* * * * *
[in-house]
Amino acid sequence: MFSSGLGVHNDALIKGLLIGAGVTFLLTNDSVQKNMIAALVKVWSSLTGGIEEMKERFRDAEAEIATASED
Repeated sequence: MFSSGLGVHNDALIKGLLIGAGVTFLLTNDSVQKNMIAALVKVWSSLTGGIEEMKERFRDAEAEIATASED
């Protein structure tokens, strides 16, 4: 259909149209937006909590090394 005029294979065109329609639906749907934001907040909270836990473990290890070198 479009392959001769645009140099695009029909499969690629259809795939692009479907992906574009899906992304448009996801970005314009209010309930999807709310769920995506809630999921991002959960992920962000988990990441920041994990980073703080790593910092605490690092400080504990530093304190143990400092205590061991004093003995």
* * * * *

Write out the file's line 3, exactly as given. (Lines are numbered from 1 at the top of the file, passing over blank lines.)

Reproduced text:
Repeated sequence: MFSSGLGVHNDALIKGLLIGAGVTFLLTNDSVQKNMIAALVKVWSSLTGGIEEMKERFRDAEAEIATASED